WHO warns against hoarding vaccines

WHO warns against hoarding vaccines

 

 

Wealthy countries may start to hoard Covid-19 vaccines again, threatening global supplies as they seek to shore up stocks to fight the new Omicron variant of the virus; a senior World Health Organization (WHO) official said on Thursday.

 

The warning by the head of WHO’s department of immunisation, vaccines and biologicals, Dr Kate O’Brien; comes as supplies to the Covax dose-sharing programme run by the WHO and vaccine charity GAVI have increased in the past few months; due to donations from wealthy countries and after India eased limits on exports of vaccines.

 

“What is going to shut down disease is for everybody who is especially at risk of disease to become vaccinated;” said Dr O’Brien. “We seem to be taking our eye off that ball in countries.”

 

Meanwhile, the WHO’s vaccine advisory panel recommends that people who are immunocompromised or received an inactivated vaccine should receive a booster dose of a Covid-19 shot; the head of the panel said on Thursday.

ALSO READ: Russian sues WHO over use of Omicron

 

The recommendation comes after the Strategic Advisory Group of Experts (SAGE) on immunisation held a meeting on Tuesday to evaluate the need for Covid-19 boosters.

 

Separately, the EU medicines watchdog said on Thursday; the Omicron variant of coronavirus may cause milder disease.

 

Also, European Union countries are expected to agree to limit to nine months the duration of Covid-19 certificates for travel around the bloc, three EU sources told Reuters.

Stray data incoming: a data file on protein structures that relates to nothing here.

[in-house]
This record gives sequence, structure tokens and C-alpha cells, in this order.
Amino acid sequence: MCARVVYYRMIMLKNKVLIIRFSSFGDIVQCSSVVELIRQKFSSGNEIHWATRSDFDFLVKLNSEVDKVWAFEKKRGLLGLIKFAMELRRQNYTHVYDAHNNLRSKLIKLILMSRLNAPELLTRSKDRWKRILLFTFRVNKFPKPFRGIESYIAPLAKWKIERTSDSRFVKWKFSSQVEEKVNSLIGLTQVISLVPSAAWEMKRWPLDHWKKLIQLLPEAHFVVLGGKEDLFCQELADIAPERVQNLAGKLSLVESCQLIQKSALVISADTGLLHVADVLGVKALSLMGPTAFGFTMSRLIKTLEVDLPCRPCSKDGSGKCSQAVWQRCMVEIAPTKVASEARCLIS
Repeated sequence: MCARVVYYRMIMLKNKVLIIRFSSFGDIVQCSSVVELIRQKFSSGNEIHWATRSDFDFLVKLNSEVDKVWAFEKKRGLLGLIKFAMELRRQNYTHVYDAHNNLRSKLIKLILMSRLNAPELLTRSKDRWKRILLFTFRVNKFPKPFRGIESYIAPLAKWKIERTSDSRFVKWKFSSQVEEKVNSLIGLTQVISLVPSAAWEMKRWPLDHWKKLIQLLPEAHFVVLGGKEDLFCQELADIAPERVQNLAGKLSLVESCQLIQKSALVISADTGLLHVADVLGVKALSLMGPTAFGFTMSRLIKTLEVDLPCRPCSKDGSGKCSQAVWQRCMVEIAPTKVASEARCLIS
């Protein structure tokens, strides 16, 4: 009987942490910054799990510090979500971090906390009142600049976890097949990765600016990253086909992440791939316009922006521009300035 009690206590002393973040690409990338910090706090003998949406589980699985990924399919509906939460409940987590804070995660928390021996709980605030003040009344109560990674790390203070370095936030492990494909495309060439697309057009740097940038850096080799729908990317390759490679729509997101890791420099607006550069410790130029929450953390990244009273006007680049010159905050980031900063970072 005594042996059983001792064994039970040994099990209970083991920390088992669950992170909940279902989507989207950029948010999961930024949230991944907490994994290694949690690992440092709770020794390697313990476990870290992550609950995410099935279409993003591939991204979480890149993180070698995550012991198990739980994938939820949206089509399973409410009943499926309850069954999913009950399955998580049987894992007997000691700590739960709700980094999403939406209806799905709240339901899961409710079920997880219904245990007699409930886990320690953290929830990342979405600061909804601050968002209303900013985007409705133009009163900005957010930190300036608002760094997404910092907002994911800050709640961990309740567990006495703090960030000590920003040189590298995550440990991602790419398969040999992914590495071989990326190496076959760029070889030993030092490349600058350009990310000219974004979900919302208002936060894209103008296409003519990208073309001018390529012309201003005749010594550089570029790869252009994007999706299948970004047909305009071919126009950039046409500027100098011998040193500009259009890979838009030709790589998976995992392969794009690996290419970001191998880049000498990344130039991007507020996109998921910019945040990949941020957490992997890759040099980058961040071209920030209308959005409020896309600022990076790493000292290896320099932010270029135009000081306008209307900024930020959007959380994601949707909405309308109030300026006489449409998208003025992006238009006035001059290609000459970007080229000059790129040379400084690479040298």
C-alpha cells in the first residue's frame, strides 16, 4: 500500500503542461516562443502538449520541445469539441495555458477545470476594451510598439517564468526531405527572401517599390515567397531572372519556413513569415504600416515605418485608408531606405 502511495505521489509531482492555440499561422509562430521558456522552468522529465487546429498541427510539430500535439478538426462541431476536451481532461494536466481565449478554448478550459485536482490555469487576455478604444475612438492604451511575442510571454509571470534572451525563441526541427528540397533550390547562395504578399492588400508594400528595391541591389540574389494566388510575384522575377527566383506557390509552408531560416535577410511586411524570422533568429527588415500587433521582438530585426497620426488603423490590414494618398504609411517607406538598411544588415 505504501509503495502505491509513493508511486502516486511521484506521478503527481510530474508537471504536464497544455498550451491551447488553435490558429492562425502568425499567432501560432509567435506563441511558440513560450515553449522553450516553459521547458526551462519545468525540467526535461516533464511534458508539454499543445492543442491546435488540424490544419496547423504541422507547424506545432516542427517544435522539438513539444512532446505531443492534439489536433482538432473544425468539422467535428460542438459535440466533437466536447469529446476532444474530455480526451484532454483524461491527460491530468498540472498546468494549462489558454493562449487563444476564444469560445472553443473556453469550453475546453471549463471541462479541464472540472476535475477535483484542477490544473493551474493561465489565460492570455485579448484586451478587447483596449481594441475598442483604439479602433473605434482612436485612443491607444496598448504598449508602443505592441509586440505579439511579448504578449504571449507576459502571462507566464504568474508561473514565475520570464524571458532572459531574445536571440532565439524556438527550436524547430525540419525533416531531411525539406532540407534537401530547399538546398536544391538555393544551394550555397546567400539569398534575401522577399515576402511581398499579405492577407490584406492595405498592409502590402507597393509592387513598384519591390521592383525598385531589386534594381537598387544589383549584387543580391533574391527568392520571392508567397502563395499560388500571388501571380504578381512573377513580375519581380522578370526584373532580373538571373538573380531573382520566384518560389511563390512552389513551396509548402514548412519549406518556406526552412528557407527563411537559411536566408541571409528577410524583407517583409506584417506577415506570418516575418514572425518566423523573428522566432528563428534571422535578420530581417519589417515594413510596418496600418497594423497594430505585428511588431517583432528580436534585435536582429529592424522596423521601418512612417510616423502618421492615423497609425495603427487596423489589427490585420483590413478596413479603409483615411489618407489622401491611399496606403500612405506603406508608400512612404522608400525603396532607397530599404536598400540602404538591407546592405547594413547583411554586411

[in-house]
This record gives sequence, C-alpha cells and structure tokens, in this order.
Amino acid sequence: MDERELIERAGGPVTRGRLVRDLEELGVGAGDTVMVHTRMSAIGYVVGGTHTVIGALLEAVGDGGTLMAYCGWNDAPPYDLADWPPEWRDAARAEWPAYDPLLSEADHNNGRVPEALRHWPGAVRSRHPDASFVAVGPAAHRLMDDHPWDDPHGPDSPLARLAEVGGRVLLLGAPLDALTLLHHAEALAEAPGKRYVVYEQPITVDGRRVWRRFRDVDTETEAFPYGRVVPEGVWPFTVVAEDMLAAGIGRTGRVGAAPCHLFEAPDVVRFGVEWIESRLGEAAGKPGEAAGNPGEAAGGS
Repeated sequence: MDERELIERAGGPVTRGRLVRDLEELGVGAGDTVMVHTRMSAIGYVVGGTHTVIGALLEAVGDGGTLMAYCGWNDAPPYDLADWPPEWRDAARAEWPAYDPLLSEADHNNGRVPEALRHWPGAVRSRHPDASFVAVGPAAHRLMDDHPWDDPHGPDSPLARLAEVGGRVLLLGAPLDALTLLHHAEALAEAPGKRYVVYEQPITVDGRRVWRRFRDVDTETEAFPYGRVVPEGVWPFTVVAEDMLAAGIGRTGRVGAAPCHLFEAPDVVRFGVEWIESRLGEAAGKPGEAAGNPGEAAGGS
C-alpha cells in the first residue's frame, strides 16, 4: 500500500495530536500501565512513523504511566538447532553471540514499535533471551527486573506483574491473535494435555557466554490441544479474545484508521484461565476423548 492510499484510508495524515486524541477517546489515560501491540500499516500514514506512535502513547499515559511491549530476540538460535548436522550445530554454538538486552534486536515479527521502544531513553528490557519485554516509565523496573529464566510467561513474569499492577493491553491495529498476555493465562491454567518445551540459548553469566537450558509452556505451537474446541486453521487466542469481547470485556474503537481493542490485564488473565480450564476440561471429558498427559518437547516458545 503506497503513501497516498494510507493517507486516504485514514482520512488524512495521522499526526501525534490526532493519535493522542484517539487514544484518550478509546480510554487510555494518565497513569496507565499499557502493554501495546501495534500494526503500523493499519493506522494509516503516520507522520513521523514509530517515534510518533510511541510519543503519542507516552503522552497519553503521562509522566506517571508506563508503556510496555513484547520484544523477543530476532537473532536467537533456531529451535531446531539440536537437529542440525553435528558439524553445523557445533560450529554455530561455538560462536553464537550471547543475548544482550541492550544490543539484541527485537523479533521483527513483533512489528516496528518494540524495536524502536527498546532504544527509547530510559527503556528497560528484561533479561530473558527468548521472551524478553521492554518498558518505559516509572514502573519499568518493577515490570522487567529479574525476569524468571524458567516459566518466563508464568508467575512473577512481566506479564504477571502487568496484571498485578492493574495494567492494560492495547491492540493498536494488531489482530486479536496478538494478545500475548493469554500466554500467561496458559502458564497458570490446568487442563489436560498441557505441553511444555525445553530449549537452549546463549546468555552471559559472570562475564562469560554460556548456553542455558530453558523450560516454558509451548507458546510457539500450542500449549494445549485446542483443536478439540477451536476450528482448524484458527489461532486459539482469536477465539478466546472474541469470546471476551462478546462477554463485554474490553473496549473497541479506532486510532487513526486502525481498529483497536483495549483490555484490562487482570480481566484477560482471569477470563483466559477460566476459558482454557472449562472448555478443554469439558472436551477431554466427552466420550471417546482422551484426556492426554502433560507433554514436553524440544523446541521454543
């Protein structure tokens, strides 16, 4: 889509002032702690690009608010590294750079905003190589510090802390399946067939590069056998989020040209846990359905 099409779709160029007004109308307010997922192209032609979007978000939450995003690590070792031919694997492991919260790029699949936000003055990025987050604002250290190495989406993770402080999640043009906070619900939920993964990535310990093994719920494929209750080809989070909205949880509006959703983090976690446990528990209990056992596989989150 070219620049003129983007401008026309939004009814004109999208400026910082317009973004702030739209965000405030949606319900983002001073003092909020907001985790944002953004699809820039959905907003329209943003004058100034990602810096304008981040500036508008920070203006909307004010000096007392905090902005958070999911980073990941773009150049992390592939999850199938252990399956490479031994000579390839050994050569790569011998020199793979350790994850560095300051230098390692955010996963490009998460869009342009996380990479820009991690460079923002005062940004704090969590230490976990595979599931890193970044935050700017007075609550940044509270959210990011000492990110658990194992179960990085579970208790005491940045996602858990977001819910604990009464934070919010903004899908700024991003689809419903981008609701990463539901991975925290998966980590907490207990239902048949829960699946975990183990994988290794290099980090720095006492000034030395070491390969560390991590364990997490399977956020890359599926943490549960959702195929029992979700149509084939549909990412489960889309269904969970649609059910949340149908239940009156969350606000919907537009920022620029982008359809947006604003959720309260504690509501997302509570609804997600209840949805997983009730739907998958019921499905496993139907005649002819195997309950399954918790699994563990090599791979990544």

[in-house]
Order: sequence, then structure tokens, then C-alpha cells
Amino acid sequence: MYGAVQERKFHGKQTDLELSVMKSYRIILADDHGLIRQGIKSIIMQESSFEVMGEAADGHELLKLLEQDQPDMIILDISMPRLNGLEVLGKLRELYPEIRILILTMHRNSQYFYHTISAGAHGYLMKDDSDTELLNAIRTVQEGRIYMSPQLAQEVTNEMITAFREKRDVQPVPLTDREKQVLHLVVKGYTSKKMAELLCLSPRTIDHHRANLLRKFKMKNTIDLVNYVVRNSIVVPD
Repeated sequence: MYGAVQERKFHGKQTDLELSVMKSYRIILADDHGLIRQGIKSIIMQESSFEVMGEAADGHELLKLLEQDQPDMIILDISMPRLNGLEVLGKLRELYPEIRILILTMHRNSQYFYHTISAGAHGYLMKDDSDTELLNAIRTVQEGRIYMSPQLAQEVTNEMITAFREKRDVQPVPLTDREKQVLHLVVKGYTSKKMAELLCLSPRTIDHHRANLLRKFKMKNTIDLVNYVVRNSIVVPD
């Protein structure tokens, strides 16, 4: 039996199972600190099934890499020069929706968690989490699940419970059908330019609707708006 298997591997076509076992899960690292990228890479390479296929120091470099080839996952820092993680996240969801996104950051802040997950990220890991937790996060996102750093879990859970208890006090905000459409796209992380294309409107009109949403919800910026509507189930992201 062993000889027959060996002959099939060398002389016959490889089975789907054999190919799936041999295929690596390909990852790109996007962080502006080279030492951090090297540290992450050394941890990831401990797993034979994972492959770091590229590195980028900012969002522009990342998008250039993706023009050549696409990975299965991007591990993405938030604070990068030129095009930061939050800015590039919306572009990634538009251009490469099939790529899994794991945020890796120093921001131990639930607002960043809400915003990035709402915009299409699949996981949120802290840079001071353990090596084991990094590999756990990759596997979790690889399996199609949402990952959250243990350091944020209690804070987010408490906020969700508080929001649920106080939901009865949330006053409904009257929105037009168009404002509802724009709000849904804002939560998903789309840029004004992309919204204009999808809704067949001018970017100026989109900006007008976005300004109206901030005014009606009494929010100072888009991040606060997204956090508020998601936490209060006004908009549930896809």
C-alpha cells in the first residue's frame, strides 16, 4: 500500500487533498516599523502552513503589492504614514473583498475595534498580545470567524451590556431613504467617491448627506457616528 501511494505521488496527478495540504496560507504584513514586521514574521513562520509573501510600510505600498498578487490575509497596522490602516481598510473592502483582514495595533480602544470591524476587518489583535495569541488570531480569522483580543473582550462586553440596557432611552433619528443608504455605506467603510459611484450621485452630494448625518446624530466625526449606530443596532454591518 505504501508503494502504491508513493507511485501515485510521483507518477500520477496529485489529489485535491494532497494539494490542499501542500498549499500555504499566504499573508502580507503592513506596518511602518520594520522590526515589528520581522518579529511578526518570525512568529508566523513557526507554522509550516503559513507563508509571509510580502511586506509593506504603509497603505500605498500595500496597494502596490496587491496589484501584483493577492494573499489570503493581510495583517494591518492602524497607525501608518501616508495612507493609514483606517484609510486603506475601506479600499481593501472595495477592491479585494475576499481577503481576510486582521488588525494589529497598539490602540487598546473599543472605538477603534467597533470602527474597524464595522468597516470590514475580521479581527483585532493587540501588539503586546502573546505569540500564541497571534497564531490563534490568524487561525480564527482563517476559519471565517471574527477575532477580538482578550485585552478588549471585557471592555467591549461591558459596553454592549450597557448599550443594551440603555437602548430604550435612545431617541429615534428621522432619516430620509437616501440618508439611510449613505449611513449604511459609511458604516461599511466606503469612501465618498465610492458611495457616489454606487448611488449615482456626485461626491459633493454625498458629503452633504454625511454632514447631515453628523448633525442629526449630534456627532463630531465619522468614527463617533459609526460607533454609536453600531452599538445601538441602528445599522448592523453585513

Johnson left reeling over party scandal

Britain’s Prime Minister Boris Johnson on Thursday; faced a political backlash for imposing new virus restrictions and public fury about whether a Downing Street Christmas party last year broke lockdown rules.

 

Members of Johnson’s ruling Conservative party openly voiced opposition to his new guidance; to work from home and the prospect of compulsory vaccine passports.

 

Also, the number of cases of the Omicron variant in Britain has nearly doubled in one day; after a further 249 cases were confirmed on Thursday, bringing the total to 817.

 

The UK Health Security Agency said if the growth rate and doubling time continue at the rate seen in the last two weeks; they expect to see at least 50% of Covid-19 cases; to be caused by Omicron variant in the next two to four weeks.

 

Britain is also experiencing it worst ever outbreak of bird flu; farming and environment minister George Eustice told parliament on Thursday.

 

Britain’s chief vet Christine Middlemiss told BBC Radio on Thursday; that around 500,000 birds had been culled as a result of at least 36 outbreaks.

 

The US Food and Drug Administration on Thursday expanded authorisation of the Pfizer-BioNTech Covid booster to include 16- and 17-year-olds; amid growing concern over the Omicron variant’s ability to overcome immunity conferred by two shots.

 

Denmark’s PM defends decision to cull minks

Denmark’s PM Mette Fredriksen insisted on Thursday; she did not know her government’s decision last year in November to cull 15-17mn minks over fears of a new coronavirus strain was unlawful.

 

Austria plans to impose fines of up to around $4,000 on people who flout a vaccine mandate; it aims to introduce in February for all residents age 14 and over, the health minister said.

About The Author

Osigweh Lilian Oluchi is a graduate of the University of Lagos where she obtained a B.A (Hons) in English, Masters in Public and International affairs (MPIA). Currently works with 1stnews as a Database Manager / Writer. [email protected]

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